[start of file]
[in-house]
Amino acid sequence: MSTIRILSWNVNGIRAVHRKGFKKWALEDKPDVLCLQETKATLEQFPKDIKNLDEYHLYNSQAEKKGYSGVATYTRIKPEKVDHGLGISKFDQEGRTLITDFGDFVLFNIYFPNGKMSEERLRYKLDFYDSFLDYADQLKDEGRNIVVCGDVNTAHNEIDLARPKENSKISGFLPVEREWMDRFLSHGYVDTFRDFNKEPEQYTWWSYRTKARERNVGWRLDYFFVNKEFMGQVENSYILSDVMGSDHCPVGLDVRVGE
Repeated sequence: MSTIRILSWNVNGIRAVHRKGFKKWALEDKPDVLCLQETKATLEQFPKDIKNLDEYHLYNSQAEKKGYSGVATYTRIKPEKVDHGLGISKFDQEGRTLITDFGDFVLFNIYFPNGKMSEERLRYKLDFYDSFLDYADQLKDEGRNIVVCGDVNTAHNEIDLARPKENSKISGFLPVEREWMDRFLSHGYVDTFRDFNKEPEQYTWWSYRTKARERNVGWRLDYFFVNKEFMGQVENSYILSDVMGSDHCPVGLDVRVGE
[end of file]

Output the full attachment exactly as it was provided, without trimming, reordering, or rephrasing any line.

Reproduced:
[in-house]
Amino acid sequence: MSTIRILSWNVNGIRAVHRKGFKKWALEDKPDVLCLQETKATLEQFPKDIKNLDEYHLYNSQAEKKGYSGVATYTRIKPEKVDHGLGISKFDQEGRTLITDFGDFVLFNIYFPNGKMSEERLRYKLDFYDSFLDYADQLKDEGRNIVVCGDVNTAHNEIDLARPKENSKISGFLPVEREWMDRFLSHGYVDTFRDFNKEPEQYTWWSYRTKARERNVGWRLDYFFVNKEFMGQVENSYILSDVMGSDHCPVGLDVRVGE
Repeated sequence: MSTIRILSWNVNGIRAVHRKGFKKWALEDKPDVLCLQETKATLEQFPKDIKNLDEYHLYNSQAEKKGYSGVATYTRIKPEKVDHGLGISKFDQEGRTLITDFGDFVLFNIYFPNGKMSEERLRYKLDFYDSFLDYADQLKDEGRNIVVCGDVNTAHNEIDLARPKENSKISGFLPVEREWMDRFLSHGYVDTFRDFNKEPEQYTWWSYRTKARERNVGWRLDYFFVNKEFMGQVENSYILSDVMGSDHCPVGLDVRVGE